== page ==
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M. Carter’s Oscar nominations (and then some)

As a fledgling movie lover, a burgeoning blogger, I grew up trusting that The Academy as the ultimate and final word on what was good and award-worthy in cinema. Then, somewhere around the time I realized that my parents didn’t know everything, either, I turned a corner and headed down the “Hey, Academy People, You Might Have Petrified White Dog Turds for Brains” Hallway toward the “Wearing a Leopard-Print Wonderbra and Screaming Obscenities at Albert Finney Does Not Translate to Acting Talent” Conference Room. 

(Yes, I am still a little bitter about how the 2001 Best Actress Oscar race played out and please, let’s change the subject before I have to go back to therapy.)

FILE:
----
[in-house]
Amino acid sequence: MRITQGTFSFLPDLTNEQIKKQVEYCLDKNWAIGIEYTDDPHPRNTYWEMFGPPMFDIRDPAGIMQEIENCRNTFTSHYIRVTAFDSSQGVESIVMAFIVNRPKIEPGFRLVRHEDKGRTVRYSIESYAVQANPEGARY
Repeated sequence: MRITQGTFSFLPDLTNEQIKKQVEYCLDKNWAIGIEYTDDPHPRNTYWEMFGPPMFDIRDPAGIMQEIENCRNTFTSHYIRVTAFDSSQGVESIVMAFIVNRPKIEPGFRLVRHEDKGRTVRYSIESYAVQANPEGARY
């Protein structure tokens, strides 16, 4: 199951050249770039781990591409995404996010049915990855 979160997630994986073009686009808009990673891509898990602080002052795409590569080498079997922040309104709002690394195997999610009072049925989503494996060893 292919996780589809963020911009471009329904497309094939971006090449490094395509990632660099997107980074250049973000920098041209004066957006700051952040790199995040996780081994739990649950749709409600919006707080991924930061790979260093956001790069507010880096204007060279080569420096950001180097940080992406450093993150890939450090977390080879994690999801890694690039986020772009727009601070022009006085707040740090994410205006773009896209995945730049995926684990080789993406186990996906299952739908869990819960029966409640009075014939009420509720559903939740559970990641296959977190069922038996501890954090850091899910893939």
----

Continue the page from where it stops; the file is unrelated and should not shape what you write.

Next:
Old grudges aside, the point is that sometimes The Academy gets it right. But more often than not these sorry, sad little people get it wrong. Very wrong. This is why Frank, the Pompous Film Snob himself, asked a number of us movie bloggers to come up with our own nominations for the best of the best in 2010. Find the compiled list here, and peruse my own nominations below.

Best Picture: “Winter’s Bone”; “The King’s Speech”; “Black Swan”; “Restrepo”; “Cairo Time”

Best Director: Debra Granik, “Winter’s Bone”; Darren Aronofsky, “Black Swan”; Tom Hooper, “The King’s Speech”; Tim Hetherington and Sebastian Junger, “Restrepo”; Christopher Nolan, “Inception”

Best Actor: Colin Firth, “The King’s Speech”; Michael Douglas, “Solitary Man”; Jeff Bridges, “True Grit”; James Franco, “127 Hours”; Leonardo DiCaprio, “Shutter Island”